The commander-in-chief of the Tatmadaw has said candidates for this year’s election should resist foriegn influence, in what some see as a thinly veiled attack against the National League for Democracy.
The call was among six suggestions for candidates that Senior General Min Aung Hlaing made in a meeting with opposition parties last week.
The suggestions were published in the military-owned Myawady newspaper and reprinted on a leaflet distributed by military veterans in the Kachin state capital of Myitkyina this week.
The Senior General also said candidates ought to be able to handle matters of race and religion without being influenced by international organisations.
Pro-military nationalists have sought to paint the NLD as a party unable to defend Myanmar’s Buddhist culture from what they see as a threat from Islam and western influences.
“They don’t mention any names, but the meaning is very clear,” said Ko Phyo, a Myitkyina resident who saw one of the leaflets. “Everyone can understand they are asking people not to vote for NLD. Is this in line with the election law?”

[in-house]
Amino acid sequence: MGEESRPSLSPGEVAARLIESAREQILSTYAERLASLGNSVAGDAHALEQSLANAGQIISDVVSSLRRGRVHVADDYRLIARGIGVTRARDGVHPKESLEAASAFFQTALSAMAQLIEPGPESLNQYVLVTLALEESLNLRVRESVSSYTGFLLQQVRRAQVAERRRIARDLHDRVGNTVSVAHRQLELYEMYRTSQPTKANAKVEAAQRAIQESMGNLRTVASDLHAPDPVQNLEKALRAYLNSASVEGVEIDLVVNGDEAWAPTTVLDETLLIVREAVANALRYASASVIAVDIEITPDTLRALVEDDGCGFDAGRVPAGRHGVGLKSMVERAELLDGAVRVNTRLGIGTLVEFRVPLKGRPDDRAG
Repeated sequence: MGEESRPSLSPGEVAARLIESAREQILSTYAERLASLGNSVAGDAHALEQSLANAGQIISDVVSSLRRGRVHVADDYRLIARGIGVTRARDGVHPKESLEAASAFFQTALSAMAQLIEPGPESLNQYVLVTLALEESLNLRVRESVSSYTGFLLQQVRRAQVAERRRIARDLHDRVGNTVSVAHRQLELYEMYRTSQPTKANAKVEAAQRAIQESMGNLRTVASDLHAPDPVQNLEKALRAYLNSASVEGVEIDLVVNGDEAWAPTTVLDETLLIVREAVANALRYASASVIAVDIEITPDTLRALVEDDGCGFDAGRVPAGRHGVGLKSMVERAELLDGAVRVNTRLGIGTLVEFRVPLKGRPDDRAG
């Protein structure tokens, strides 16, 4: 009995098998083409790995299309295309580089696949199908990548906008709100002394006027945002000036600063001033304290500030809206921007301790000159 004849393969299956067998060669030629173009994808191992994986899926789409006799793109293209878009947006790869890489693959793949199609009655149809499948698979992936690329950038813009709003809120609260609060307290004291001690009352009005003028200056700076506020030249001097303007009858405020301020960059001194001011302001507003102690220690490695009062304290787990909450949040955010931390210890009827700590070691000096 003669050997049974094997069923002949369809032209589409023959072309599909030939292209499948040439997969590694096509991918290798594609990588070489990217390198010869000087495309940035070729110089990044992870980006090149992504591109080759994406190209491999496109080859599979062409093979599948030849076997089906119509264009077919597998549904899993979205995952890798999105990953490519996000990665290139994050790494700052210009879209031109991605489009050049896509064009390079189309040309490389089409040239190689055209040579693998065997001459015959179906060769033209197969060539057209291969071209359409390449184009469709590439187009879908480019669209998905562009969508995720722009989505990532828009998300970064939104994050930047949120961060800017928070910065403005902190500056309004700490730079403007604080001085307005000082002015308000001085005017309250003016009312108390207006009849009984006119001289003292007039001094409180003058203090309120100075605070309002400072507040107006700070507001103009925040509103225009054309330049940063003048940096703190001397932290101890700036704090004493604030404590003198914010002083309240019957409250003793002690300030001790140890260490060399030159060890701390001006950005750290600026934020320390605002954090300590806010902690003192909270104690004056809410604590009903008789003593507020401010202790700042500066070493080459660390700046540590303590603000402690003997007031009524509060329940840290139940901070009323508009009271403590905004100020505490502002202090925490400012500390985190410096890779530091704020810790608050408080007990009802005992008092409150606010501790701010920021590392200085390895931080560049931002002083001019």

The leaflets were aimed at veterans, their friends and family members, Ko Phyo said.
Ratan Kumar of the war veterans’ organisation in Myitkyina’s Myae Myint ward said he did not know if the Tatmadaw or a political party instructed the organisation to distribute the leaflets.
He handed them out to 12 veteran’s families at the request of his organisation, he added. “I didn’t do this for my own good. These are just the suggestions from the commander-in-chief on how to vote.”
Last week the military-backed USDP led a group of dozens of political parties to meet Min Aung Hlaing in Naypyitaw and asked him to intervene in the event that the Union Election Commission tried to “corrupt” the November poll.
Kachin state war veterans’ organisation chairman, retired Major Ohn Thwin, told Myanmar Now he was not aware of the leaflets circulating among veterans.
About 4,000 veterans’ organisation members reside in Myitkyina, and he has not instructed them to campaign during the election, he said.
Former Colonel Yan Naing Oo of the organisation’s Yangon regional branch told Myanmar Now that he has not received a directive but has been advised verbally to choose candidates who can improve the country.
“Our organisation does not discriminate against other political parties,” he said. “The members are allowed to vote for any party or any candidate they like. We only have the goal of voting for the candidate who can make the country better.”